Date: Auguest 2022, Version 4

Quick read

Duloxetine can be used in pregnancy if it is needed to control depression, anxiety, or neuropathic pain.

What is it?

Duloxetine (Cymbalta®, Yentreve®) is used to treat depression, anxiety, and neuropathic pain.


What are the benefits of taking duloxetine in pregnancy?

Duloxetine improves your mood and feelings of wellbeing. It is very important that mental health conditions are well-treated to ensure a woman is well during pregnancy and while looking after her baby.

Duloxetine can also treat neuropathic pain and can therefore be important for normal function and quality of life.


Are there any risks of taking duloxetine during pregnancy?

There is no evidence that use of duloxetine in pregnancy causes miscarriage, birth defects, stillbirth, preterm birth, or low infant birth weight.

Duloxetine can potentially cause short-term withdrawal symptoms in the newborn baby if taken in the weeks before delivery.

Medicines that work in a similar way to duloxetine have been linked in rare cases to a lung problem in newborn babies called persistent pulmonary hypertension of the newborn (PPHN). There is no good information on whether duloxetine use around the time of delivery increases the chance of PPHN. As a precaution, your baby will be checked for breathing problems by a midwife or paediatrician.


Are there any alternatives to taking duloxetine?

Possibly. Other medicines can be used to treat mental health conditions and pain, so switching may be an option. For some people, talking therapies can be helpful, but this does not work for everyone, and some may prefer to take a medicine. If a woman’s condition is well-controlled with duloxetine, it may be best to stay on it rather than try something new and risk a relapse.

Ideally, a woman planning a pregnancy should speak to her GP or specialist to determine whether duloxetine is still the best option. Similarly, women who have an unplanned pregnancy while taking duloxetine should be reviewed at the earliest opportunity by their GP or specialist.

No treatment

What if I prefer not to take medicines during pregnancy?

It is very important that mental health conditions and neuropathic pain are well-controlled during pregnancy. Discontinuing antidepressant medication can cause symptoms to return and stopping suddenly can cause withdrawal symptoms. A medicine will only be prescribed during pregnancy if it is absolutely necessary, and a doctor or specialist will be happy to discuss the benefits and any risks.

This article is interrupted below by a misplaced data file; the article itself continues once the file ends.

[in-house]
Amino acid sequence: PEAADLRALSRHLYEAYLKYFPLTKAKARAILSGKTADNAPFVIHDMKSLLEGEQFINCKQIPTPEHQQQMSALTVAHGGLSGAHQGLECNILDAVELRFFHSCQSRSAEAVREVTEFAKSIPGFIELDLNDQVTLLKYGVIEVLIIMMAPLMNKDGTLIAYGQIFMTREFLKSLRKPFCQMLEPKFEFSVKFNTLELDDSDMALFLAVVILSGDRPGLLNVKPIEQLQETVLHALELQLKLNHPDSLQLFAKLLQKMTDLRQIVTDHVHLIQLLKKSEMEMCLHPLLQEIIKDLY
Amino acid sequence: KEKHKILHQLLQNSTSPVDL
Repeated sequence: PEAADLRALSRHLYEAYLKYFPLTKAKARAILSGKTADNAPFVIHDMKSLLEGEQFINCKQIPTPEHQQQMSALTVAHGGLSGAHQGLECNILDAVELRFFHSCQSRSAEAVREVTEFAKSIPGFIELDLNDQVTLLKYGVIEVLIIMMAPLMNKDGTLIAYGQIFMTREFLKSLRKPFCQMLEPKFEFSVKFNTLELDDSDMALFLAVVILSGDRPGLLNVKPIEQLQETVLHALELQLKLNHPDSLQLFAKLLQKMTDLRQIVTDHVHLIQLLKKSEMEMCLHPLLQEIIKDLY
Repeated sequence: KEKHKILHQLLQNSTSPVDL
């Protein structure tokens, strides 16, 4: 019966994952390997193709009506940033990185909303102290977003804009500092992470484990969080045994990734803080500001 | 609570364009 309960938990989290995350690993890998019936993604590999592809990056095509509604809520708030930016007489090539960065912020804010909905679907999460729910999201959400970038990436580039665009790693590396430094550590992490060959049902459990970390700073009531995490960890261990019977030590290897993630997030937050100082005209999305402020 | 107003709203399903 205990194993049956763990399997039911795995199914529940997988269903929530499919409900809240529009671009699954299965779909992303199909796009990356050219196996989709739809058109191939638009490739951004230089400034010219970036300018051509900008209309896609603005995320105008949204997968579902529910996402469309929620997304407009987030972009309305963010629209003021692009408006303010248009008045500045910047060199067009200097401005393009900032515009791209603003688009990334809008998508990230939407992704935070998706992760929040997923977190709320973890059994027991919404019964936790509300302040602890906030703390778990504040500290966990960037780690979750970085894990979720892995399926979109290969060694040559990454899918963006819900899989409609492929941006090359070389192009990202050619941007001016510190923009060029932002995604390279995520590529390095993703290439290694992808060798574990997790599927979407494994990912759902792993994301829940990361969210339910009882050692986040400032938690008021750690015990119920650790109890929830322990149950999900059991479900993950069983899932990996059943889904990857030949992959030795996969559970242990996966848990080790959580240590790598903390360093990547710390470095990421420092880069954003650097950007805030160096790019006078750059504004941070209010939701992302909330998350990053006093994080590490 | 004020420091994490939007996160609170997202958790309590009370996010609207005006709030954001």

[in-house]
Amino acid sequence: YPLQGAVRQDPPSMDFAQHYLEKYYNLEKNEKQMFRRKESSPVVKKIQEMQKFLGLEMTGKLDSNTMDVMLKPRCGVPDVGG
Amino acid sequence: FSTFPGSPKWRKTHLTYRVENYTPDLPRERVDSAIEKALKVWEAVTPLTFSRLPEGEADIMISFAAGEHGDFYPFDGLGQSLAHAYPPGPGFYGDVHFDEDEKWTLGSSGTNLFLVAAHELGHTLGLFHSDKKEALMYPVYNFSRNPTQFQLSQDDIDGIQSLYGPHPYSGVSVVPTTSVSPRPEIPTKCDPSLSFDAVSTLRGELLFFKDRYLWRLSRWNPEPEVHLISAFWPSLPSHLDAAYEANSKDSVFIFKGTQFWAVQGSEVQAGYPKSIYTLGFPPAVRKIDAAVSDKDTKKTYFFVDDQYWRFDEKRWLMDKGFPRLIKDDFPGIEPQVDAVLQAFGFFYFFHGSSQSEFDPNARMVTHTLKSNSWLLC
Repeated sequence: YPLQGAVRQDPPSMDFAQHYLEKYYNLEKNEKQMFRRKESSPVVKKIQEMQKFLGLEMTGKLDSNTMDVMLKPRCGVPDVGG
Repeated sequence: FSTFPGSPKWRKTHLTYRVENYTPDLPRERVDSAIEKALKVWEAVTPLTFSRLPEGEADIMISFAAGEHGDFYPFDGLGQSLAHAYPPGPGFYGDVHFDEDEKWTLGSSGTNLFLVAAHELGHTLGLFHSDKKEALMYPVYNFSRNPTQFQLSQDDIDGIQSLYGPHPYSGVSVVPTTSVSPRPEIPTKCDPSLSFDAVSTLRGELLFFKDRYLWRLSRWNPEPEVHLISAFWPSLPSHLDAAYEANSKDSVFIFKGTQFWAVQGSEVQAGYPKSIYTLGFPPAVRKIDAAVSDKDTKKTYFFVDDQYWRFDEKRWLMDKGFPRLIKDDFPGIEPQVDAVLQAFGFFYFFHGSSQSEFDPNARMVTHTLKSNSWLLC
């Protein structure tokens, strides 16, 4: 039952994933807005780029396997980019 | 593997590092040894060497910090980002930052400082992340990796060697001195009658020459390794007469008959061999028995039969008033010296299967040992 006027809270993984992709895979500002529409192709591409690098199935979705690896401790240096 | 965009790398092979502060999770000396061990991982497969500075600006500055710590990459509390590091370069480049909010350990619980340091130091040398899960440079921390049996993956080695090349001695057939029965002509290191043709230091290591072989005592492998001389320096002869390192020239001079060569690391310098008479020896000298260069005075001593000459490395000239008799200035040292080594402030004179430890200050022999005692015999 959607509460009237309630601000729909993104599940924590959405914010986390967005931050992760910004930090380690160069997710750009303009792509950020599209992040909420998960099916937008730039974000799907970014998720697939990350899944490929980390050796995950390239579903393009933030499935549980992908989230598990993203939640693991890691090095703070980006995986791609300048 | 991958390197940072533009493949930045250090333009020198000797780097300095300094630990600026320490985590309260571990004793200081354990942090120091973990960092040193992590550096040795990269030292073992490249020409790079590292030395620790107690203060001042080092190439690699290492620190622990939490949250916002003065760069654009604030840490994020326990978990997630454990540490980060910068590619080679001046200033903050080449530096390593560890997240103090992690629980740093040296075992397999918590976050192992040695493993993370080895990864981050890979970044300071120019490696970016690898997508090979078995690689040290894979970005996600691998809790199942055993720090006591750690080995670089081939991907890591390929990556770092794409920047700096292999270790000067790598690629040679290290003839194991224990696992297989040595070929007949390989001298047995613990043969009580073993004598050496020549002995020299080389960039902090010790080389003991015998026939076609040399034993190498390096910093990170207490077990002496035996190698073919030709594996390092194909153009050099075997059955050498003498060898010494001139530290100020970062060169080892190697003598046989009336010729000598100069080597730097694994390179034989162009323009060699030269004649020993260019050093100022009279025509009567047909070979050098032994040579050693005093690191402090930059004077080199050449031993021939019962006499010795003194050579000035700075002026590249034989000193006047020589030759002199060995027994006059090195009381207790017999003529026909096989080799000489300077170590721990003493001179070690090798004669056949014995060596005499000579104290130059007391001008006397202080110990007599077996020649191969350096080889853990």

Please do not stop duloxetine without speaking to your midwife, GP, or specialist.

Will my baby need extra monitoring?

All pregnant women in the UK should be offered a detailed anomaly scan at around 20 weeks of pregnancy as part of their routine antenatal care. No extra monitoring for major birth defects is required following duloxetine use in pregnancy.

Are there any risks to my baby if the father has taken duloxetine?

We would not expect any increased risk to the baby if the father took duloxetine before or around the time you became pregnant.

Who can I talk to if I have questions?

If you have any questions regarding the information in this leaflet, please discuss them with your health care provider. They can access more detailed medical and scientific information from www.uktis.org.


How can I help to improve drug safety information for pregnant women in the future?

Our online reporting system (MyBump Portal) allows women who are currently pregnant to create a secure record of their pregnancy, collected through a series of questionnaires. You will be asked to enter information about your health, whether or not you take any medicines, your pregnancy outcome and your child's development. You can update your details at any time during pregnancy or afterwards. This information will help us better understand how medicines affect the health of pregnant women and their babies. Please visit the MyBump Portal to register.

General information
Sadly, miscarriage and birth defects can occur in any pregnancy.

Miscarriage occurs in about 1 in every 5 pregnancies, and 1 in every 40 babies are born with a birth defect. This is called the ‘background risk’ and happens whether medication is taken or not.

Most medicines cross the placenta and reach the baby. For many medications this is not a problem. However, some medicines can affect a baby’s growth and development.

If you take regular medication and are planning to conceive, you should discuss whether your medicine is safe to continue with your doctor/health care team before becoming pregnant. If you have an unplanned pregnancy while taking a medicine, you should tell your doctor as soon as possible.

If a new medicine is suggested for you during pregnancy, please make sure that the person prescribing it knows that you are pregnant. If you have any concerns about a medicine, you can check with your doctor, midwife or pharmacist.

Our Bumps information leaflets provide information about the effects of medicines in pregnancy so that you can decide, together with your healthcare provider, what is best for you and your baby.